Why is my deck stain fading?

Deck stain fading is a normal result of weathering in Australia. Every deck stain will change colour when exposed to the harsh effects of UV rays, water and dirt. However even though your deck will start to lose the richness of its stain, it is still being protected by the penetrating oil you applied to the decking timber.

Penetrating oils such as Equisol Pro E365 are designed to penetrate into the timber, giving your exterior decking protection. It will minimise cracking and warping. This gives your deck a longer lifespan.

Fixing a cracked and warped deck can be costly. Reapplying a stain is generally just a maintenance issue with a relatively small outlay.

If you find that the colour is no longer to your liking, and you want to re-stain, you need to prepare your timber to be able to receive more oil. Too much oil in the timber results in the oil sitting on the surface with less than desirable results. Too much dirt or contaminants on the deck surface from weather and traffic will restrict the oil and the colour from penetrating. Instructions on how to recoat timber are available here.

“Is my deck still protected when the colour fades?”

Yes! It’s important to remember that colour and protection are two different things. A faded and grey deck with oil applied in the last 12 months is still very well protected against the elements.

“How long before I can expect fading on my timber deck?”

This will depend on the environment your timber is exposed to. Beachside decks, for example, will have a harder time keeping their colour compared to milder more sheltered climates.

The other factor is the type of timber you have used. Hardwoods hold colour longer than softwoods. A high grade, denser timber will also hold its colour longer.

How much rain you get is a big indicator as well. Heavy rainfall areas will experience a faster fade than dryer climates. It’s not always practical, but if you can, keep your deck under cover. This also helps protect it from environmental debris like bird droppings, tree sap etc etc.

“Which colours fade fastest?”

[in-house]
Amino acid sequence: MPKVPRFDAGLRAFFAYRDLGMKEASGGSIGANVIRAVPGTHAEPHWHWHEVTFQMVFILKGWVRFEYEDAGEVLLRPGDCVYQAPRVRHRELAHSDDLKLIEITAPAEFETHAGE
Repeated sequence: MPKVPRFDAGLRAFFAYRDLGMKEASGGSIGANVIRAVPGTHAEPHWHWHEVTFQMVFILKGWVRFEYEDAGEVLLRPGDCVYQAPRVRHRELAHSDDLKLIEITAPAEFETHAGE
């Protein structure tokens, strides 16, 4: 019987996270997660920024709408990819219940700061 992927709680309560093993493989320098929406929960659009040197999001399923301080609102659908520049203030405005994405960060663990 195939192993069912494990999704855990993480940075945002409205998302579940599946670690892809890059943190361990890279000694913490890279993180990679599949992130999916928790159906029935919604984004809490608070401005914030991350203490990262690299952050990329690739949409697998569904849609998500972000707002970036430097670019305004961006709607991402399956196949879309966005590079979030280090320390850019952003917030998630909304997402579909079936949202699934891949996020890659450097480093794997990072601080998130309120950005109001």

Dark brown on a light timber will fade faster than say pale brown on a pine. The bigger the difference in colour between the natural timber pigment and the colour tone, the bigger the movement in colour as time progresses.

“Will a decking paint achieve longer lasting results?”

A film forming coating may look good, but the timber underneath that paint or film can be experiencing all kinds of problems. Because of the coating, you won’t be aware of it until it’s too late. Paint is not 100% waterproof, and its porous nature will allow water to get into the timber and it is very difficult for it to escape – that means mould, mildew and rot for your deck. In addition, it’s impossible to paint every surface where a screw is penetrating the timber. So the deck has lots of vulnerability.

Poly-urethane coatings (known as film coatings) offer great protection but over time they become brittle from UV exposure and can no longer stretch and shrink with the timber as it experiences heat, cold and moisture. Eventually the film coat will crack, letting water in. That’s when the real damage begins, and the painful work of stripping and sanding off the failed coating.

The benefits of a penetrating oil is that it replenishes the timber with the oil and aids the longevity of the cells in the fibre. Timber is a natural product, and is naturally geared to decompose over time. The penetrating oil extends the life of timber by offering it ongoing stability to prevent cracking, warping, splitting and so on. If you keep up your maintenance, your decking will last a long time.

"What can I do to make my deck stain lasts longer?"

  • Don’t clean your deck with domestic cleaning products intended for floor or driveways. These often have caustic chemicals or bleaching agents which will fade the pigments in the stain and also the timber. Generally they are also bad for timber.
  • Wash your deck regularly with a specially formulated deck cleaner (weekly or bi-weekly). This helps to keep acidic bird and animal droppings and sap away from the timber, as well as dirt that can get ground in through traffic wearing away at your timber.
  • Choose a stain that suits your timber. If you aren’t sure, ask an expert.
  • Build your deck under a roof, if you can. This offers protection from the unforgiving UV of the Aussie sun.
  • When applying the oil and stain, make sure you have prepped the timber appropriately. Don’t take short cuts, and follow manufacturer’s instructions to the letter.
  • Keep a diary of when your deck should expect a recoat. Monitor the timeline across the years and you will start to understand the needs of your exterior timber better. New decks need a few frequent re-oils to build up the oils inside the timber. Your deck may need recoating every 10 months if you are in an extremely harsh environment or have a huge dirt load on the deck.